These assumptions are more than fair, and viewers will quickly be proven correct. From the first frame, the film takes us on a journey through the Wes Anderson checklist. And if you’re a fan of the almost pretentious appreciation for the arts, you’re in for a delight. But those who had troubles getting through pieces like The Grand Budapest Hotel or Moonrise Kingdom may find themselves nauseated at every turn.
Why bother with this one, then, if his touch is the same as always? Despite some of the same old things, our review of The French Dispatch must touch on humor. The film competes for the funniest of the director’s films, finding laughs in every moment, no matter how awkward or tragic.
We’re also able to see true visionary art. Many directors may stumble when tasked to create a film that is more like their wildest film fantasies than anything else, but Wes Anderson thrives. He takes joy in making things uniquely his own, with no room for anything beyond it. Each moment is a clear display of his labors, and it’s hard to imagine anyone doing it like him. There is a niche for this sort of film, and we’re right at home with it.
Image via Searchlight Pictures.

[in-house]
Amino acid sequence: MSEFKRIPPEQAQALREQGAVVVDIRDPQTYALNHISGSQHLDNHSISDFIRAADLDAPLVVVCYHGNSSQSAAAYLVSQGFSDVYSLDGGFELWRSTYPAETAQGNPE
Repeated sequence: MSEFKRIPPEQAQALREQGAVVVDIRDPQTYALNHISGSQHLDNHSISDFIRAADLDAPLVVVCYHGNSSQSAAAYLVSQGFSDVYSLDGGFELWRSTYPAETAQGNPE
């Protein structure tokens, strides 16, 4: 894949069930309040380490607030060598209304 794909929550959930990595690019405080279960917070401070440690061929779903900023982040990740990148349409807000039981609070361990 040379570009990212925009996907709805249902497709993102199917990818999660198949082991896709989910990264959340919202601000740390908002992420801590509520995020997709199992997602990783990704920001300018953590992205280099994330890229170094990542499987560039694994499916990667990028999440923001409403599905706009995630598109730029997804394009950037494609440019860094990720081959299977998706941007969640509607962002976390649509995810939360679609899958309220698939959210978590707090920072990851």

A Treat That’s Not For Everyone
Sure, there is wiggle room that might suggest the film lacks any emotional core. We aren’t given enough time to bond with any singular character above the rest, but we still find delights in our understanding of them. Just like you might never know the writers behind your favorite newspapers (or comic book entertainment sites), you’ll never fully meet the writers at The French Dispatch. But they make themselves known, and we find delight in their unique styles of storytelling.
The French Dispatch Review That Was Worth The Wait
A film so fun that it’s worth seeing twice, The French Dispatch includes so many surprise frames or brief moments of color changes that make us afraid to close our eyes. We often think of the big sci-fi epics and superhero flicks as the ones that deserve to be seen on the big screen, but this weird little bubble of a movie begs you to buy a ticket, too. There is almost a command for labor to the eye for detail in every scene, so you’ll need the setting of a dark and crowded room to force your attention to it.
If you want to see what this review of The French Dispatch is talking about, then head to select cinemas now.
Readers, do you agree with our review of The French Dispatch? We want to hear your thoughts about the iconic director’s latest film. What is it that draws you in? Drop your thoughts in the comments below. And if you weren’t a fan, then head over to our review of Dune and get your weekly quota of Chalamet.
Featured image via Searchlight Pictures.
Meghan Hale is the kind of movie lover that has a "must watch" that is a mile long... and growing. When she isn't talking about the latest film and television news she is writing one of her many in-process novels, screaming film trivia at anybody who will listen, and working as a mental health care professional. Follow her on Twitter @meghanrhale for some fun theories and live reactions to all things entertainment.